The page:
First Selectwoman Lynne Vanderslice has spoken of her concern recently about what she sees as an organized effort to usurp Wilton’s control over its own zoning practices and laws. Tuesday night she raised the level of warning after advocates for statewide housing reform initiated a test-case challenge to single-family housing laws in another CT town, and in the process, called out Wilton in what Vanderslice believes was an unfair characterization.

“Once again, Wilton and surrounding communities are being mischaracterized by people who have likely never spent much, if any, time in Wilton,” she wrote in a post on Facebook last night.

In that Facebook post, Vanderslice referenced an article in the CT Mirror that ran Tuesday. The article told about an effort of four civil rights attorneys challenging single-family zoning laws in Woodbridge, CT where there are very limited affordable housing options. It’s the latest event in a discussion about housing in the state that’s growing louder, a discussion that Vanderslice and others have likened another similarly divisive issue–school regionalization.

Like regionalization did in 2019, the topic will likely become a hot political debate locally, especially during the current political campaign leading up to the November election.

“If you follow the Board of Selectmen, you know we recently expressed concerns about legislative proposals to replace local zoning decision making with state decision making. Our concerns grew when the Executive Committee of [the Connecticut Conference of Municipalities] CCM, the powerful municipal lobbying group, supported the proposals. CCM member towns, including Wilton, were not consulted,” Vanderslice wrote, adding, “Like school regionalization, this is another suburban versus urban issue.”

But what really put the article on Vanderslice’s radar was the mention of Wilton by one of those four civil rights attorneys, who included a reference to a Wilton property that unfairly mischaracterized Wilton in the discussion about affordable housing. It’s something Vanderslice took pains to counter in detail.

The property in question is 183 Ridgefield Rd., a 13.5-acre parcel that was purchased by the Wilton Land Conservation Trust this year in order to prevent a developer from building homes on the land and preserve it as open space. The property was the subject of a multi-year battle between the town (residents and officials) and the developer, who purchased the property in August 2015 and proposed several possible development options, including age-restricted zoning, five single-family two-acre lots, and multi-family developments ranging from 16 to 35. The Land Trust eventually purchased the land as part of a CT state open space preservation initiative.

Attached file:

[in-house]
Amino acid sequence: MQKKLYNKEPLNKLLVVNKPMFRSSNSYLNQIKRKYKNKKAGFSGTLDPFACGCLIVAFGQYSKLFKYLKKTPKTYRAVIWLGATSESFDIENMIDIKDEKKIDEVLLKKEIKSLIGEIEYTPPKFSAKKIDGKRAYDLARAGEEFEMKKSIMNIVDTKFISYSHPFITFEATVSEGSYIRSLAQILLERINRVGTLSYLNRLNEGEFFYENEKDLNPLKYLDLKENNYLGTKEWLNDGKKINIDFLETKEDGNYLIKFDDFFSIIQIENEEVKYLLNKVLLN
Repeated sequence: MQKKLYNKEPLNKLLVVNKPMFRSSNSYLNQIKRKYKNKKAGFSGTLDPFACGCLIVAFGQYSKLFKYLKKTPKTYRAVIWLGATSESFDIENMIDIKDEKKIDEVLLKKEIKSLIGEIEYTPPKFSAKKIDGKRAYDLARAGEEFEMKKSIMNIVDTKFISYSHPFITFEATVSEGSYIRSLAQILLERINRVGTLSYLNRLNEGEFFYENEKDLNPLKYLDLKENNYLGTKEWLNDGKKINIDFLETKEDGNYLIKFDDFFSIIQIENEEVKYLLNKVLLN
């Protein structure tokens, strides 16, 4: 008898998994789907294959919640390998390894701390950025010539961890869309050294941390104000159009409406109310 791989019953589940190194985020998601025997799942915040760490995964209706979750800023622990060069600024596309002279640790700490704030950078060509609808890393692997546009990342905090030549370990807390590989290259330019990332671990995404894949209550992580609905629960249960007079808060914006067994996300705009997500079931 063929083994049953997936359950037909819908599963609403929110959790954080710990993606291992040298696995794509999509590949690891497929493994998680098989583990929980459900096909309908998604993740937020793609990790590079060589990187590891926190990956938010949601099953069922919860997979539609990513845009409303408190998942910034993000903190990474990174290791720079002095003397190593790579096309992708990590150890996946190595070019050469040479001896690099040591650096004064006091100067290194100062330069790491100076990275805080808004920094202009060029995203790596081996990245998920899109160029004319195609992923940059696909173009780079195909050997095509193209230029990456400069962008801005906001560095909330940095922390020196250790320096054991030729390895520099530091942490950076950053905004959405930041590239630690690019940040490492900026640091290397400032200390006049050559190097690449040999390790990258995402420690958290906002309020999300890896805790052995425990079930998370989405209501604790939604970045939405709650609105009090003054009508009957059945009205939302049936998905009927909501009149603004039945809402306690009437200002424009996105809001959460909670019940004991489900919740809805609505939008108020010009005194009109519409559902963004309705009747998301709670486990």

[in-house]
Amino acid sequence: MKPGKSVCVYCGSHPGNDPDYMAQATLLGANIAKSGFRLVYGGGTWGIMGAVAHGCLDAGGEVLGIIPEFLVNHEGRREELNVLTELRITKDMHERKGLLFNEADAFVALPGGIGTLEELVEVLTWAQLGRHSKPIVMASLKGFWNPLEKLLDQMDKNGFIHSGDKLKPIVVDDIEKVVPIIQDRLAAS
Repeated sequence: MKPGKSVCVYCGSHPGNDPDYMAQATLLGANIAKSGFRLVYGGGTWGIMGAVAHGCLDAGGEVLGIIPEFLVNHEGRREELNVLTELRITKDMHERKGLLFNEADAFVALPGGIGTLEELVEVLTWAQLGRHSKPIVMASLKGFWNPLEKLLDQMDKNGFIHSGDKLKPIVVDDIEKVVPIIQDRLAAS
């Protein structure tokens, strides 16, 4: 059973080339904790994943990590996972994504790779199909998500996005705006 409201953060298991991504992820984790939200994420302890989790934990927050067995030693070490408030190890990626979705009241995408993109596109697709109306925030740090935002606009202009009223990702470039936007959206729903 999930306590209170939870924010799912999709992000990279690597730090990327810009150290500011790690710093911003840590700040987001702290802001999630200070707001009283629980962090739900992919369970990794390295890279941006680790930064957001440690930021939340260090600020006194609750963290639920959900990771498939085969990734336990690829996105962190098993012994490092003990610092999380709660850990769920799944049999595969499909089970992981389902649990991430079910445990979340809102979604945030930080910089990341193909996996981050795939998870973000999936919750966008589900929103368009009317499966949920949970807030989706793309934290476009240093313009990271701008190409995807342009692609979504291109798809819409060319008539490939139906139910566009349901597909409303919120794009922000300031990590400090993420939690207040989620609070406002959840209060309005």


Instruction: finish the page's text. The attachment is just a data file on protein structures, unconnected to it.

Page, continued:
“The CT Mirror article includes a quote from attorney Anika Singh Lemar calling out the Town of Wilton and, by default, the Wilton Land Trust for purchasing land she says otherwise might have been used for affordable housing,” Vanderslice wrote. “Ironically, most of the funds to purchase 183 came from a State Open Space grant. The opposed development was $1 million townhomes.”

Vanderslice added that such purchases had happened in Wilton’s past to prevent any kind of development, not just higher-density housing. “Historically, Wilton open space purchases were made to preserve large farm parcels, such as Ambler Farm, in an effort to maintain aspects of our agricultural history and our town’s pastoral beauty, which otherwise would have been lost to McMansions, not affordable housing,” she wrote.

Despite what critics say, Vanderslice said the town is actively working to increase affordable housing.

“Wilton’s zoning regulations required affordable units before it became a state requirement. Resident-lead initiatives resulted in the construction of deed-restricted affordable single-family homes and affordable senior housing. The Town of Wilton and the State of Connecticut provided land for the construction of affordable housing. Residents donated towards the cost of Wilton Commons, an affordable senior apartment building. This year, town employees have been working to make the proposed 17-unit on Hubbard St work. The list goes on. To say we don’t recognize our obligations to provide affordable housing is just not based on the facts,” she wrote.

Vanderslice is hoping that Wilton residents will take more notice of the conversation that’s been happening at the state level, but only recently becoming a louder part of the local political discussion. She asked Wilton residents to pay attention and participate more in that conversation.

“During a time when we are all overburdened with COVID, it is hard to muster the time and energy to get involved in yet another time-consuming issue from the folks in Hartford and New Haven. Nonetheless, we must,” she wrote, adding that area first selectmen/women and planning and zoning commissioners, “regardless of party, are uniting in opposition to these proposals.”

She offered links to several online resources, including: